To the Editor.—
Recently (225:992, 1973), I reported data from 1968 relevant to the question of whether the introduction of suicide prevention centers to cities in the United States has had an effect on the suicide rates of those cities. The answer was negative. Official statistics for 1969 gave essentially the same answer.1 Robert Langberg of the National Center for Health Statistics has recently made available to me data on the suicide rate of the 50 leading metropolitan centers, which permit a further analysis of the effect of suicide prevention centers on the suicide rate.Eighteen American cities had no suicide prevention center by 1969, thirteen cities are listed as having a suicide prevention center by 1969 but not by 1967, and 16 cities already had suicide prevention centers by 1967.2,3The suicide rates of those 47 cities in 1960, 1969, and 1970 are shown in Table 1.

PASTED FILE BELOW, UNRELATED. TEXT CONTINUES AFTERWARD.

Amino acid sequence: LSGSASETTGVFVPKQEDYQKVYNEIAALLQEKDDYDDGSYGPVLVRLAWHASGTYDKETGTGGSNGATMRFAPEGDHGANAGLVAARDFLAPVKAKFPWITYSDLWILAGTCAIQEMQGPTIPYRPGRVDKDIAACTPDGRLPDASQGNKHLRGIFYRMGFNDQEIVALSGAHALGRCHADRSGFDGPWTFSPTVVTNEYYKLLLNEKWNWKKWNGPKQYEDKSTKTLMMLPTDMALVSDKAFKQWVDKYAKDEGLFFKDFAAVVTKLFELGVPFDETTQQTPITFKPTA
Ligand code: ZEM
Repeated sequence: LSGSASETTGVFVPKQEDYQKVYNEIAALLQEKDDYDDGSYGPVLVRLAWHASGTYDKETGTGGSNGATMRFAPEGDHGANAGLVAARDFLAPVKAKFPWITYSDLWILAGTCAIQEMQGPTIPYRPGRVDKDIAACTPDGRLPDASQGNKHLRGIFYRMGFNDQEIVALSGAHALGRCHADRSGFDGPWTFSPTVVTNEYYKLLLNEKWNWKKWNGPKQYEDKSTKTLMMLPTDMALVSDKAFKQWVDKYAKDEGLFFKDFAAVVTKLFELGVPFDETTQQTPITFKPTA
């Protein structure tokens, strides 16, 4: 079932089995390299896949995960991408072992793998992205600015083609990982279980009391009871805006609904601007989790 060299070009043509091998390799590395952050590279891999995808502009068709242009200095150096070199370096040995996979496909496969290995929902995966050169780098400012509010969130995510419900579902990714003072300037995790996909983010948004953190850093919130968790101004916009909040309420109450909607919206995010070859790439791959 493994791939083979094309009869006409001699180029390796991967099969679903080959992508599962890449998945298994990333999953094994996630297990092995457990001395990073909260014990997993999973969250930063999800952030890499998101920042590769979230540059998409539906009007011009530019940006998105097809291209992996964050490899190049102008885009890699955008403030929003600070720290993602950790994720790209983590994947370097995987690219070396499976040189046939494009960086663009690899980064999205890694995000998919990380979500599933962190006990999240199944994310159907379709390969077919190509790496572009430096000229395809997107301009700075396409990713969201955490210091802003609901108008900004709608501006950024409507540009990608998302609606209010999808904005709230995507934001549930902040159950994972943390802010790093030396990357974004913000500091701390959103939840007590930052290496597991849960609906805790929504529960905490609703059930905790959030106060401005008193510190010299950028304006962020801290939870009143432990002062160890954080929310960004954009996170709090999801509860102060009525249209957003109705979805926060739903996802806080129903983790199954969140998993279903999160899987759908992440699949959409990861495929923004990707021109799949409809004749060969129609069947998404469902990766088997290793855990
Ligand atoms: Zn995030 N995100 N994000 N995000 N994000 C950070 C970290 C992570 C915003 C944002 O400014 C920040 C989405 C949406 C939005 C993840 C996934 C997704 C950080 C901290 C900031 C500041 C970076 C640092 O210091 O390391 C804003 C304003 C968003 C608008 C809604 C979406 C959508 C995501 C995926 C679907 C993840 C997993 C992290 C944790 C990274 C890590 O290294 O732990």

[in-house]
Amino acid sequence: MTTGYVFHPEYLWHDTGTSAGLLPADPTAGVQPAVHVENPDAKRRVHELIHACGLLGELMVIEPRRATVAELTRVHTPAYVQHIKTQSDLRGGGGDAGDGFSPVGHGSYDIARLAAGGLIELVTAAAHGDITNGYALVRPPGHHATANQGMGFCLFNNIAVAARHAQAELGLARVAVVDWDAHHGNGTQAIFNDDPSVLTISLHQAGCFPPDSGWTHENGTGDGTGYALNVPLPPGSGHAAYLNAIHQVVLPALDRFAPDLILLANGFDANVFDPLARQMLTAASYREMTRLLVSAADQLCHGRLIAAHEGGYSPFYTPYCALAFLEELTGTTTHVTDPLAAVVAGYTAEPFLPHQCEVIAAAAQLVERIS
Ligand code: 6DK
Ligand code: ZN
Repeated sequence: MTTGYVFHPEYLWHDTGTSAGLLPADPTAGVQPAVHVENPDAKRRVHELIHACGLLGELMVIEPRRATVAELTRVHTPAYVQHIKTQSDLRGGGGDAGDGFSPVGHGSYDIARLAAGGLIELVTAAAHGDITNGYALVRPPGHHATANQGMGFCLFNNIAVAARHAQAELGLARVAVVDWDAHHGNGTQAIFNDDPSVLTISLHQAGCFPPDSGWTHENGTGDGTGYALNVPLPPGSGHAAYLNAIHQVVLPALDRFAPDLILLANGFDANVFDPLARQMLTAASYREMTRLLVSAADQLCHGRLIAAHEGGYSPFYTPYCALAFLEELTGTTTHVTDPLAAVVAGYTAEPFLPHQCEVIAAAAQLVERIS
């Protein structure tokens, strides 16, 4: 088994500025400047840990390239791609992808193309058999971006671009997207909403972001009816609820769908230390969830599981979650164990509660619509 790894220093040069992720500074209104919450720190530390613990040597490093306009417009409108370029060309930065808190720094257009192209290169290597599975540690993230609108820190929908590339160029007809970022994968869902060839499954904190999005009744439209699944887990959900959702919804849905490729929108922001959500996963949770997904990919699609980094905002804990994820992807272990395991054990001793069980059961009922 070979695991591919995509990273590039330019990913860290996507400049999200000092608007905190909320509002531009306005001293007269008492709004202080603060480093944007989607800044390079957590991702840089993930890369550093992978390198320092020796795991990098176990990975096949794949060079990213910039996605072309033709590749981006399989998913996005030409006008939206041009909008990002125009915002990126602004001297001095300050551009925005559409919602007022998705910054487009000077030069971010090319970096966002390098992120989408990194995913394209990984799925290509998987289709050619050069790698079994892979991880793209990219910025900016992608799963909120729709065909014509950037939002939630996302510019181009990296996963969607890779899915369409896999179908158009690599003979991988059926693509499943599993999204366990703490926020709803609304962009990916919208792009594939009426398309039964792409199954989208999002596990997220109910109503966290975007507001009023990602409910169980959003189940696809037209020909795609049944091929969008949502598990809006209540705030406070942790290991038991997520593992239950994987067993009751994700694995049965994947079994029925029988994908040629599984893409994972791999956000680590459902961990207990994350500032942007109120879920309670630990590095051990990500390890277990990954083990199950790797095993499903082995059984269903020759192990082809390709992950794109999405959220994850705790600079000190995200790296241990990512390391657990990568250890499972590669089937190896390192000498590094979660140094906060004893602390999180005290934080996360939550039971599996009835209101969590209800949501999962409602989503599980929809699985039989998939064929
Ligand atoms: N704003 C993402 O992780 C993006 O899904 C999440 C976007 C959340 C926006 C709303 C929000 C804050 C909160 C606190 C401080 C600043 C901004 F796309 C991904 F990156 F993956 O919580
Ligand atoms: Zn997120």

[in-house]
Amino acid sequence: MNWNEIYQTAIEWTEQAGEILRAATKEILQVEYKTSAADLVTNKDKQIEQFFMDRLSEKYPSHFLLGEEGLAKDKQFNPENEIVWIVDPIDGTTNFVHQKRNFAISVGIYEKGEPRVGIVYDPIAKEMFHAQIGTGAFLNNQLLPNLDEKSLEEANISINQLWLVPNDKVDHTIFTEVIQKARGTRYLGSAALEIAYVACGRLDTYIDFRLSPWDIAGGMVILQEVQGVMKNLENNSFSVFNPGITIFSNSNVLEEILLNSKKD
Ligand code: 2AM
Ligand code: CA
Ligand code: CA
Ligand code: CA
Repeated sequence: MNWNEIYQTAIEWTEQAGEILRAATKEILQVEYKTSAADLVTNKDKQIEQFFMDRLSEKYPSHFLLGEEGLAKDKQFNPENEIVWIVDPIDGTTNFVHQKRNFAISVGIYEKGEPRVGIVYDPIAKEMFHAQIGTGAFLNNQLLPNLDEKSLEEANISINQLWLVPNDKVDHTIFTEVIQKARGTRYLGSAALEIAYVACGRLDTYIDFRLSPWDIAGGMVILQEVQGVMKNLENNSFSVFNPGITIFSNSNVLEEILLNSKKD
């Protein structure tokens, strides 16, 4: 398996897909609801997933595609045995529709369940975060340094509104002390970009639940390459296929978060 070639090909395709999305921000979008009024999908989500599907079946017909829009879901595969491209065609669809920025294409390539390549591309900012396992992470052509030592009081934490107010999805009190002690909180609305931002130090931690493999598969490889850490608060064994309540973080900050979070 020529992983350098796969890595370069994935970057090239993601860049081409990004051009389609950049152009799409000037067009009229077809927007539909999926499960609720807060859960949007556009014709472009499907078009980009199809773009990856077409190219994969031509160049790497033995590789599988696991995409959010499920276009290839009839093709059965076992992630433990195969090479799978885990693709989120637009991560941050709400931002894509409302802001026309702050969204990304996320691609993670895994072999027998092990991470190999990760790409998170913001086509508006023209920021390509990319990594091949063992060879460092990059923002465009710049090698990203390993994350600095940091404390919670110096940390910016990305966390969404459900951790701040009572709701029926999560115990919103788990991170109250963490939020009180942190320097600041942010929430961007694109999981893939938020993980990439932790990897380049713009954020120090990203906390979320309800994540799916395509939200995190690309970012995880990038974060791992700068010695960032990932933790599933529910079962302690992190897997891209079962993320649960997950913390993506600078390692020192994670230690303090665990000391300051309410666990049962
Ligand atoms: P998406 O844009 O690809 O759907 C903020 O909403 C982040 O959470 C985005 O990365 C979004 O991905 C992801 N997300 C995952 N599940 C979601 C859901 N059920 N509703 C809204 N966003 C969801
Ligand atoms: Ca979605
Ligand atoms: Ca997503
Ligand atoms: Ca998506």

Lester D. Suicide Prevention Centers: Data From 1970. JAMA. 1974;229(4):394. doi:10.1001/jama.1974.03230420016016